Title:

Thunderstruck

Author:

Erik Larson

Category:

Non-fiction

Rating:

Date Reviewed:

July 26, 2007

hunderstruck follows a similar vein to Larson's previous book, the hugely successful Devil in the White City. Devil in the White City told two parallel stories: one described an engineering marvel at the turn of the century (the construction of the Ferris Wheel and the Chicago World's Fair) the other thread described a serial killer who preyed upon single women who visited the World's Fair. In Thunderstruck, Larson describes the engineering marvel of wireless communications perfected by Marconi, and the murder of a vaudeville actress by her meek husband.

The most interesting part of the tale about Marconi's development of the wireless is learning that he did not understand how or why the transmissions worked - all of Marconi's advances came as the result of ceaseless trial and error. The man possessed a relentless determination to solve problems, and was undeterred by countless experiments that failed. At first his trials show communication is possible over a distance of a few hundred yards, but quickly he extends the range to demonstrate communication across open water to islands. Technical challenges for radio communication immediately arise - why do the radio communications seem to work so much better at night time? (I believe the answer is that radio waves bouncing of the ionosphere have less interference from the sun at nighttime (obviously), but since the existence of the ionosphere was unknown during Marconi's time, Larson does not discuss the reason for this problem too much. Indeed, Larson tells us that Marconi thought the solution to better reception was to use longer radio waves, he was headed in the wrong direction.)

Nevertheless, Marconi's invention works well enough to permit communication with ships out at sea, which is a vital capability for trans-Atlantic crossings. Indeed, the survivors of the Titantic were fortunately rescued shortly after their ship sank because of wireless communications. Marconi labors ceaselessly to perfect America to Europe communication, but encounters all sorts of challenges - technical, weather, financial, and legal - one Marconi becomes famous, several other inventors lay claim to his patents. I wish there had been more detail on Marconi's problem solving, but my current career is working as an engineer on a wireless product, so perhaps my interests are not shared by the broader population.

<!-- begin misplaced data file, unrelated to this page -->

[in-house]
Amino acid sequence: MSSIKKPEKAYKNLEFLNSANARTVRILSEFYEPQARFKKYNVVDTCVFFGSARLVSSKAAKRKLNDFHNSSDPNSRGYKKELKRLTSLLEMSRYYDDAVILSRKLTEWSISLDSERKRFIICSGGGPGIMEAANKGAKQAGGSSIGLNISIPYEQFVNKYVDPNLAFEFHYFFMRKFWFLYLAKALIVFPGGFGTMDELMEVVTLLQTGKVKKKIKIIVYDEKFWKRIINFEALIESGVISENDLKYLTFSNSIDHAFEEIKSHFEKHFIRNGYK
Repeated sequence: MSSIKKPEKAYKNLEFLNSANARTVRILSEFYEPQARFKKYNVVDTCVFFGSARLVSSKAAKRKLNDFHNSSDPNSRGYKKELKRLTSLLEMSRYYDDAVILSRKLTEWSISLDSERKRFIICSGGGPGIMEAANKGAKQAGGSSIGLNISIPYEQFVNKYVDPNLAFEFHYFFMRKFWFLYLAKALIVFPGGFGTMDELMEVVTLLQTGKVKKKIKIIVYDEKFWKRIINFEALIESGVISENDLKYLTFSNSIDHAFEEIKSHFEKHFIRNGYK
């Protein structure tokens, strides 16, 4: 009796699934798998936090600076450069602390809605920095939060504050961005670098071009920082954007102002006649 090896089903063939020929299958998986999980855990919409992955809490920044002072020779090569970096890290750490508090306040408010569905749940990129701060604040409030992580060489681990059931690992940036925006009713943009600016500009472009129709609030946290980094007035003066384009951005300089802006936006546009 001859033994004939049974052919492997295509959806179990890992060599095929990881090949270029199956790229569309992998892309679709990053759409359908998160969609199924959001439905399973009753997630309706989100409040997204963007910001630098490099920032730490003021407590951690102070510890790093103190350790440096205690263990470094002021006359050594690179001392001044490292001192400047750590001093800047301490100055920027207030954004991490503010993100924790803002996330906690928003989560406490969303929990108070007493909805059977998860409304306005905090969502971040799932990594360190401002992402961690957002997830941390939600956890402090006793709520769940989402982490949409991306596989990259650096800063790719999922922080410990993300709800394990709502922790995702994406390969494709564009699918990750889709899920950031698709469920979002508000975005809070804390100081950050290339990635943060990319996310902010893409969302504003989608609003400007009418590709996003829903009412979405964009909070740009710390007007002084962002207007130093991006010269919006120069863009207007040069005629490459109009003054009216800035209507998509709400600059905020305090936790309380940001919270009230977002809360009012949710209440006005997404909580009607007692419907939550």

The murderer in this book is Dr Hawley Crippen. He is a mild mannered pharmacist who has a demanding wife, Belle, who imagines that she has the talent to become a great star. We read quite a bit about Belle and Hawley, there must have been a lot timely material available for Larson to research, because at the time of the crime it received world wide noteriety. Once the murder is committed, Hawley and his secretary flee England in disguise. A huge manhunt is underway, but Hawley and Ethel have already slipped to the continent. (Apparently, Ethel is unaware of Belle's death, despite all the headlines and manhunt, Hawley keeps her sequestered. Though at the end Larson does speculate if Ethel was entirely innocent of Hawley's deed.)

The best part of the book is when Hawley and Ethel book passage on a ship that will take them to America. Due to the miracle of the wireless, the captain of the ship alerts the authorities of his suspicious passengers. Soon the entire world knows that the suspects are onboard, and their daily activities are broadcast to Scotland Yard, and then to the entire media. It is like an early version the OJ Simpson chase on the freeway - a suspected murderer is on the run from the police and the entire world tunes into watch. (I watched the OJ chase, but not because I wanted to - they interrupted the NBA finals of the Rockets vs the Knicks and I kept waiting for them to get back to the game and cut away from the stupid car chase.) The chief inspector in the Belle Crippen murder case hops on a faster boat to America and races ahead to make the arrest of Crippen while boatloads of photographers and newsmen are on hand to witness the collar.

Overall, this is a pretty good book, but I liked Devil in the White City better. Both are pretty good reads.